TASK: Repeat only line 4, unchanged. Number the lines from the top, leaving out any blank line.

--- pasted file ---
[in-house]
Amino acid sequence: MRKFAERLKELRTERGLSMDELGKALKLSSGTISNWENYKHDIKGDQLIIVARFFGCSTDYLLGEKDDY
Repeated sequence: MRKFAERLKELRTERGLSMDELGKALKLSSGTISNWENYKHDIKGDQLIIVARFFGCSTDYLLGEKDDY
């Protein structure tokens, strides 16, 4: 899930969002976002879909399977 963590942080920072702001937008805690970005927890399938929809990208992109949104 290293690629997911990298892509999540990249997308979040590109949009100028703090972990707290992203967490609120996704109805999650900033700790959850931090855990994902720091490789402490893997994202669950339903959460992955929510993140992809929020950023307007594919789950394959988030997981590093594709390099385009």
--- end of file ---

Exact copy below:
């Protein structure tokens, strides 16, 4: 899930969002976002879909399977 963590942080920072702001937008805690970005927890399938929809990208992109949104 290293690629997911990298892509999540990249997308979040590109949009100028703090972990707290992203967490609120996704109805999650900033700790959850931090855990994902720091490789402490893997994202669950339903959460992955929510993140992809929020950023307007594919789950394959988030997981590093594709390099385009």